The storm washes away sand and walkways on Cartagena’s beaches

22_04_06_The storm washes away sand and walkways on Cartagena's beaches
Effects of the storm in Cabo de Palos. The town council fears that the appearance of the beaches will improve little in the run up to Easter as the bad weather forecast remains in place.

The breakage of the outfall at Cala Reona, in Cabo de Palos, is one of the most damaging effects of the storm on the coast of Cartagena. The waves have washed away the sand from the beaches and the walkways set up by the city council in preparation for Easter.

The repairs will not be carried out until the rain and wind stop, according to the mayoress, Noelia Arroyo, who fears that the image will not improve much for Easter Week because the bad weather forecast is still in force. In an initial assessment Arroyo has summarised that the water has reached the promenades such as Cabo de Palos, raising the pavement at the height of the restaurant La Tana. Other beaches in La Manga and the Mar Menor have also suffered the consequences.

In Cala Reona, the outfall recently repaired by the Community is floating. To avoid nautical accidents, the town council has notified the Capitanía Marítima.

It seems that there will not be enough sand to install the chiringuitos on the beaches this Easter. At least the structures have not been damaged, as the president of the La Manga traders, Antonio Plaza, says.


The local police in Cartagena are keeping three roads closed due to the rains of the last few hours. It is not possible to drive on the La Aparecida road at the height of the chapel, on the RM-602 at the junction with Pozo de los Palos and on the Sifón road, which links the northern districts with the town centre.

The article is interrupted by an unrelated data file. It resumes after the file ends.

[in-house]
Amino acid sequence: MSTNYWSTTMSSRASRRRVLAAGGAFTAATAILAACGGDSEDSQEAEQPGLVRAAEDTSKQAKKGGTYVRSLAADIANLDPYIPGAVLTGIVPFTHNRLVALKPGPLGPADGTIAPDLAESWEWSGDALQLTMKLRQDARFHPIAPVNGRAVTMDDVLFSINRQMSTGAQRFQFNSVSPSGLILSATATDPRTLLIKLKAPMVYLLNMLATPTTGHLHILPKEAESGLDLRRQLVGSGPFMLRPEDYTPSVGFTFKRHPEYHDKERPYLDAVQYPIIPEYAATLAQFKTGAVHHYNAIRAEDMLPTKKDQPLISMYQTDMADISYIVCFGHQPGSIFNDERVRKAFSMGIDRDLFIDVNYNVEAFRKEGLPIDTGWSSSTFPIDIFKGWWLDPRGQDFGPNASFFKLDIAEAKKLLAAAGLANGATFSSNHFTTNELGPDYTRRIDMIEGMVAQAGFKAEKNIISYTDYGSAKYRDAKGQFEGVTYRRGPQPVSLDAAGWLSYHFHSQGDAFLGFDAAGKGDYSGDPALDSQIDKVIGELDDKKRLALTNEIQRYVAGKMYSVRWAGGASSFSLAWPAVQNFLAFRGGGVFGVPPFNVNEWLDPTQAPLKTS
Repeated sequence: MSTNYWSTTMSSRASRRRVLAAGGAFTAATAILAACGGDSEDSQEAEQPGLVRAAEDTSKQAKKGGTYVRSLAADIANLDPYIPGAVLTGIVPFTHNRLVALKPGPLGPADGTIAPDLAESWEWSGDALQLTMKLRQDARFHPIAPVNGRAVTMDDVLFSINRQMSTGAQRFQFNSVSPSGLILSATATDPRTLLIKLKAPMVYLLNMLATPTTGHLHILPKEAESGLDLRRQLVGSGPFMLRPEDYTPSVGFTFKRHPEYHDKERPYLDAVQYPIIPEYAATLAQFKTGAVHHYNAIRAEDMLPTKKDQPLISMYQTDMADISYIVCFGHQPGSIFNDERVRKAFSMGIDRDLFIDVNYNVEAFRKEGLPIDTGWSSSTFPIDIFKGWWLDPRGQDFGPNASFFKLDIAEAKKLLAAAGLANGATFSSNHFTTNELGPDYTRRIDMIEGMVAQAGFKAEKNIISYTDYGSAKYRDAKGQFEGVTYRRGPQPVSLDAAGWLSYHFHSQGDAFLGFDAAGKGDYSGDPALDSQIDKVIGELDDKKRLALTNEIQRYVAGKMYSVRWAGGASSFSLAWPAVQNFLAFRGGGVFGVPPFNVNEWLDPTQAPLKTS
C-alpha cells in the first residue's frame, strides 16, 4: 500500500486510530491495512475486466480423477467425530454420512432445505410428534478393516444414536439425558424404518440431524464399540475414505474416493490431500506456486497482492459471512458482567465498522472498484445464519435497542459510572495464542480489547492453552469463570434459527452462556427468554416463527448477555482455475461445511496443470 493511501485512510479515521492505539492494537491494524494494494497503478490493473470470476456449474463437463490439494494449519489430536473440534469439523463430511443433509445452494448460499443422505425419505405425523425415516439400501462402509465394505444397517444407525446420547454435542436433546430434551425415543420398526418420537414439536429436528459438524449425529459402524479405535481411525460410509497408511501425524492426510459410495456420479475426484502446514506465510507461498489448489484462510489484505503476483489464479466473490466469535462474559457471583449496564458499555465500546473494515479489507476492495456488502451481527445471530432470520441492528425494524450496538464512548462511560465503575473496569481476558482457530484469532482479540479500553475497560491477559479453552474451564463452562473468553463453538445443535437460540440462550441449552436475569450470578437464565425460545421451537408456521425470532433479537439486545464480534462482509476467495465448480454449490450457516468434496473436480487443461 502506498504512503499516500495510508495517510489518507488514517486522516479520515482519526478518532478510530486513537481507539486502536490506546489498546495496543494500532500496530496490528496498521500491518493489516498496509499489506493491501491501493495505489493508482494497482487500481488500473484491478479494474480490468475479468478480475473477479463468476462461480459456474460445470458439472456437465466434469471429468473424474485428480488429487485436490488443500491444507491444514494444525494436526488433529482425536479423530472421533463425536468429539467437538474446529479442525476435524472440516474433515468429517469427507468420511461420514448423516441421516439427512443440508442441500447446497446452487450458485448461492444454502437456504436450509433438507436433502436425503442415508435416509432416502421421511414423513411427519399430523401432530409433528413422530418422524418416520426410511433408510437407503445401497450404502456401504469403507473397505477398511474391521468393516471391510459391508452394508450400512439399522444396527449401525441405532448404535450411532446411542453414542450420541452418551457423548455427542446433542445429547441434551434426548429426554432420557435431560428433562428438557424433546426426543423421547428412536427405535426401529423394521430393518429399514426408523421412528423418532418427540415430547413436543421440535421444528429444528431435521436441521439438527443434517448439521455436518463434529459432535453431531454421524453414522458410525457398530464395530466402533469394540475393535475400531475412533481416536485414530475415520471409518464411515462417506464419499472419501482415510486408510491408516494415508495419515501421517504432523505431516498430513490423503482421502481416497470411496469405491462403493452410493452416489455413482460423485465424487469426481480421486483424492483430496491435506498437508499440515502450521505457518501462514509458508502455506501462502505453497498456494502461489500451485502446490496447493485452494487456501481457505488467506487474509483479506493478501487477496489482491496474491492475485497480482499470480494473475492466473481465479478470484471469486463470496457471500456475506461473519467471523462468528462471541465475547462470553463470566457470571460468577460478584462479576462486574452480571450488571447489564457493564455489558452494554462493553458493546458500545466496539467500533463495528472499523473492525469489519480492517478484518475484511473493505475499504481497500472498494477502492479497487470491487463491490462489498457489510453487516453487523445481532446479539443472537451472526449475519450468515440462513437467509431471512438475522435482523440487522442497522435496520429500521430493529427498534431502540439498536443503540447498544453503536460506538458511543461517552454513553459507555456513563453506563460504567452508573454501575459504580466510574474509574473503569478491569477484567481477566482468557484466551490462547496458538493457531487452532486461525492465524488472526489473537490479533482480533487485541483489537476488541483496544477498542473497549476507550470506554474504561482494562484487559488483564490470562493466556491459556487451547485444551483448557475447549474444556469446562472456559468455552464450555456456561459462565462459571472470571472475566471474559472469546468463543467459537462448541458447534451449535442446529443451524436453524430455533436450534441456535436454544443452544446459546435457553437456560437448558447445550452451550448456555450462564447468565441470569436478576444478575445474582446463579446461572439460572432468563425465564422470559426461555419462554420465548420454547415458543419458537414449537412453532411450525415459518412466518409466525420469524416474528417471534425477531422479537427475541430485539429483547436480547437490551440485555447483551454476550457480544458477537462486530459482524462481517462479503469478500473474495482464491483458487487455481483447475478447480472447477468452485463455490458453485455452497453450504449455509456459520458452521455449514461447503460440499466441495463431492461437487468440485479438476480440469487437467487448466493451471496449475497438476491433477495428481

In all cases the water accumulated in large quantities at these points, which meant that, initially, some drivers had to be rescued. The local police officers proceeded to cut off traffic throughout the morning and in the early afternoon traffic was still interrupted.

The road to Escombreras via Cala Cortina is also cut off after part of the road collapsed as a result of the rain. Access to the industrial valley is from the dual carriageway, via the local road to Escombreras, the CT 34. According to sources at the port authority, the road to Escombreras is cut off from the beach of Cala Cortina to the roundabout at the Príncipe Felipe quay. The collapse occurred after the third tunnel, near the Aemedsa factory. A regular worker in the Valley dodged it this morning and said that it is not the first time that the road has sunk.


Another effect of the storm is that it has paralysed the activity of the pilots who direct the entry and exit of ships in the port of Cartagena. Three vessels which completed their operations yesterday have not left the port until this work can be resumed.

In addition, one of the two cruise ships scheduled to dock in Cartagena today, the ‘Silver Dawn’, remains in the open sea, with 600 passengers on board, waiting for the captain to decide whether or not to enter the port. The second vessel, carrying a thousand tourists, docked at around 12 noon, four hours later than planned. The pilotage does not affect cruise ships, but merchant ships of larger tonnage.


The State Meteorological Agency has decreed a yellow warning for accumulated rainfall in 12 hours of up to 70 litres per square metre in the Campo de Cartagena and Mazarrón until midnight tonight, with accumulated in a single hour of 25 litres per square metre.

Warnings also remain active for coastal phenomena and maximum wind gusts in the same area until midnight tonight.

This one, which appears on the Twitter account of the Regional Ministry of Water, Agriculture, Livestock, Fisheries and Environment, is the image of the Albujón wadi at its mouth with a significant increase in the flow of water that is entering directly into the Mar Menor.


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